26 March 2019
The size of the problem
We are all probably very aware of the tragic circumstances on Sunbeam last year. But how common is this? The most reliable data available was published by the Marine Accident Investigators' International Forum (MAIIF) several years ago. Unfortunately, it only considers the period 1997 to 2009 and has not been updated since but their report does present some very interesting information, not least the fact that a surprisingly high number of incidents occurred on fishing vessels, particularly in the fish holds and RSW tanks.
What are the reasons?
These types of incidents could occur on any type of vessel where there are tanks, holds or voids. On fishing vessels, rotting fish in the holds or RSW systems can result in generation of toxic gases such as hydrogen sulphide. There is also the risk of asphyxiation due to the oxygen levels becoming depleted.
As marine insurers, we review both our claims and the publicly available investigation reports on confined space incidents. There often seems to be three distinct sets of circumstances:
The last one may come as a surprise, but it is reported that about two-thirds of casualties are those who try to rescue the first victim. It is an understandable and perhaps natural reaction for a person to rush in and try and save their friend or colleague without regard for their own safety.
Why does it keep happening?
Whether the casualty was caused by an ignorance of the hazards, a disregard for the procedure or an ill-fated attempt at a rescue, they are all likely to be linked to shortcomings in safety management and safety culture.
It is very worrying that despite the high profile campaigns to raise awareness on enclosed spaces and dangerous atmospheres, deaths keep on happening.
It is apparent that a better understanding of the behavioural factors is needed as well as of the impact of external influences. These could include the demands made on a crew that lead to taking short cuts. There may be other factors that affect a person’s judgement such as fatigue or stress.
Complacency is sometimes a factor - do it a few times and get away with it, perhaps getting more and more lax each time, until one day they come to regret it.
What can we do about it?
There is no simple answer or silver bullet – we are dealing with the complexities of human behaviour.
But consider the three sets of circumstances mentioned earlier:
Training and competence is of course key - let’s go back to the basics of a risk assessment. Before going into a tank, hold or other space that is confined, rarely accessed or contains material that could affect the atmosphere - stop and take time to think:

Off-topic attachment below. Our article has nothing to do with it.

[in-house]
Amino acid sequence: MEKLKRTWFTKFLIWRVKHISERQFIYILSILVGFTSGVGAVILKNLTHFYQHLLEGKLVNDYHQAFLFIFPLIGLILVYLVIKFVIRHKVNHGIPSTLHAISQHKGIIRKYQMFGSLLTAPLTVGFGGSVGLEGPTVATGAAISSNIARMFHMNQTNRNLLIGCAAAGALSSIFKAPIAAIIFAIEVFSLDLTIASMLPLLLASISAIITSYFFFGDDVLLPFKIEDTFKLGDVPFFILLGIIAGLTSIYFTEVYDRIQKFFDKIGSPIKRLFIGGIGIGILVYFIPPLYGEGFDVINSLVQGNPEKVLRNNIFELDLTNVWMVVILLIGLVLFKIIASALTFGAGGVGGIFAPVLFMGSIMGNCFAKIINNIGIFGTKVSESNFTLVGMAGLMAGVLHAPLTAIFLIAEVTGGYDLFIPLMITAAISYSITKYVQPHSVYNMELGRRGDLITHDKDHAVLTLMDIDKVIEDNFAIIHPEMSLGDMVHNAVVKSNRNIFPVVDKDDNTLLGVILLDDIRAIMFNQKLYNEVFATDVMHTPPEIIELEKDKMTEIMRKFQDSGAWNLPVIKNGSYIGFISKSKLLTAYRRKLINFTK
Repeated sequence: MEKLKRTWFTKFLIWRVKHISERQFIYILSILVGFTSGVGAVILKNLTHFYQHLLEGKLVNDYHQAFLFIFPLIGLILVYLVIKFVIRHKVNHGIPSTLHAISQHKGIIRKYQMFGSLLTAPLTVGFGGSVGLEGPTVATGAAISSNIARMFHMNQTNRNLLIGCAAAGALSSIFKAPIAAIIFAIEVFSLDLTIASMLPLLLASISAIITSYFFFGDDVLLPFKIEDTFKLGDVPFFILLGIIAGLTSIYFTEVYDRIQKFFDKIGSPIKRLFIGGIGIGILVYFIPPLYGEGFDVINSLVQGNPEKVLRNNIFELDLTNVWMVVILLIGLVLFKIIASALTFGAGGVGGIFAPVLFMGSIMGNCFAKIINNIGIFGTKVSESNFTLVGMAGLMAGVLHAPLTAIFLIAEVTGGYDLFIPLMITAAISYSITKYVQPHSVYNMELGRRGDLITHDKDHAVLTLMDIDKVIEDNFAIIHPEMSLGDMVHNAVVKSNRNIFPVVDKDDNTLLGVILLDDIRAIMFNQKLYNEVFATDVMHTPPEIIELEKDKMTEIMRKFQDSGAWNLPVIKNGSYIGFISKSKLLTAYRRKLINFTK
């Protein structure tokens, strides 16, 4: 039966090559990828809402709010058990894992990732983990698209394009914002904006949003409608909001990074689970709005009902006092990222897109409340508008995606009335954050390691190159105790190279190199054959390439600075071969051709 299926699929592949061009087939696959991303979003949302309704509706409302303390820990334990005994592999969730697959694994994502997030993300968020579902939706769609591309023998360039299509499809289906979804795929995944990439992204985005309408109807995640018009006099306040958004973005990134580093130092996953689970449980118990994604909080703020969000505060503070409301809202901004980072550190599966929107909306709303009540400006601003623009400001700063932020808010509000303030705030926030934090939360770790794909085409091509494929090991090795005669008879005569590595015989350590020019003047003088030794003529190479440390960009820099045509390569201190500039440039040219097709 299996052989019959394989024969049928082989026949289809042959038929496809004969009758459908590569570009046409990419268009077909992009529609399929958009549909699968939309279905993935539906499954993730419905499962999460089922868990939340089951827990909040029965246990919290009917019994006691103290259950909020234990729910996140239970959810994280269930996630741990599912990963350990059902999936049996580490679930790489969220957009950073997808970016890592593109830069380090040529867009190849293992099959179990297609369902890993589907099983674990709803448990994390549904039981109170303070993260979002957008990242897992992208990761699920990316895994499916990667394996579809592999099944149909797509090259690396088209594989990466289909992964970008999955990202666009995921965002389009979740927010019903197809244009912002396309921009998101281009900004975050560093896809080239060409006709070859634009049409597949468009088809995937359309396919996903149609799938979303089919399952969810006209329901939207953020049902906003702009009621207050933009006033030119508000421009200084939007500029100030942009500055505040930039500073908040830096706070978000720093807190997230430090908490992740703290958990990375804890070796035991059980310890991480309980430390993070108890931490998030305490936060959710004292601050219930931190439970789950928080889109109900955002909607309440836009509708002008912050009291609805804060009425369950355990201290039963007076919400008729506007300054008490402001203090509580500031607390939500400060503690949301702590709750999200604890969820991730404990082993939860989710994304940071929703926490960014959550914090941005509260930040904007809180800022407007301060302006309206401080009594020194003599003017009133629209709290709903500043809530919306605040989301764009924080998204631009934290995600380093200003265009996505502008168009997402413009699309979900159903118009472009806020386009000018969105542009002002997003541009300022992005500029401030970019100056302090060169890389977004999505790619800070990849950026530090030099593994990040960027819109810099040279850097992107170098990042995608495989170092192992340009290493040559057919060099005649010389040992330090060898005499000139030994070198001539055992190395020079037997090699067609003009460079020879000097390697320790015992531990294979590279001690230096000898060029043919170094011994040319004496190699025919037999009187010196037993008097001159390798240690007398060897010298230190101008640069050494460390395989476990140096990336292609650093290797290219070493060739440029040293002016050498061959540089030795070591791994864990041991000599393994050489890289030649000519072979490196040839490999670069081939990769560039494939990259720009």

From this, simple procedures can be created and form the basis of a ‘permit to work’. Some companies carry out a hazard analysis of all the spaces on board their vessels and formally identify ‘enclosed spaces’. This can help the identification process but there is a risk of creating a false sense of security when entering any spaces that are not “designated” as being hazardous.
2. How can we prevent people entering spaces that are known to be dangerous without taking suitable precautions?
This relies on a good balance between a practical and sensible safety management system and trained, motivated people.
Keep procedures relevant, simple and workable and make sure there is sufficient time to do the job safely. Over-complicated or restrictive procedures might lead to more mistakes being made. There is a risk that crew will bypass them in order to save time or just to make the task workable. Fishermen and seafarers are practical people and will often find a way to get things done.
Safety culture is a huge but complex influence. There are no short-cuts in creating a safety culture - it takes time to mature. It’s important to understand what influences the behaviour of those on board. Owners and skippers must lead by example and the safety message has to be unambiguous. Those carrying out the tasks must be provided with the knowledge, skills and necessary safety equipment, such as gas analysers, to complete the tasks safely.
3. How to resist the urge to rush in and save someone?
Practice, practice and more practice. Like any emergency response, the key is regular drills that are taken seriously and are realistic. Do it enough times and it should become automatic behaviour. Carry out proper debriefs where problems and improvements can be discussed.
MAIIF Data (1997 to 2009)
Alvin Forster, Deputy Director of Loss Prevention at Sunderland Marine and North P&I Club.
For further information contact: Katherine Clifford +44 191 232 5221
Note to editors
Sunderland Marine is the leading international insurer of fishing vessels, aquaculture and angling lakes risks with over 8,000 policyholders worldwide. Established in 1882, the Standard and Poor’s A-rated company is based in Newcastle upon Tyne, UK with regional offices in Australia and New Zealand and, trading as Harlock Murray Underwriting, in Canada. The company became part of North Group in 2014 following a merger with global marine mutual North P&I Club, which also has offices and subsidiaries in China (Hong Kong and Shanghai), Greece, Ireland, Japan, Singapore and USA. Sunderland Marine’s qualified and knowledgeable teams of underwriters, surveyors and claims staff ensure clients are provided with high levels of service and comprehensive insurance policies. The company is also at the forefront of promoting safety at sea and regularly contributes to and sponsors training programmes in the UK and overseas. For more information, please visit Sunderland Marine’s website at www.sunderlandmarine.com.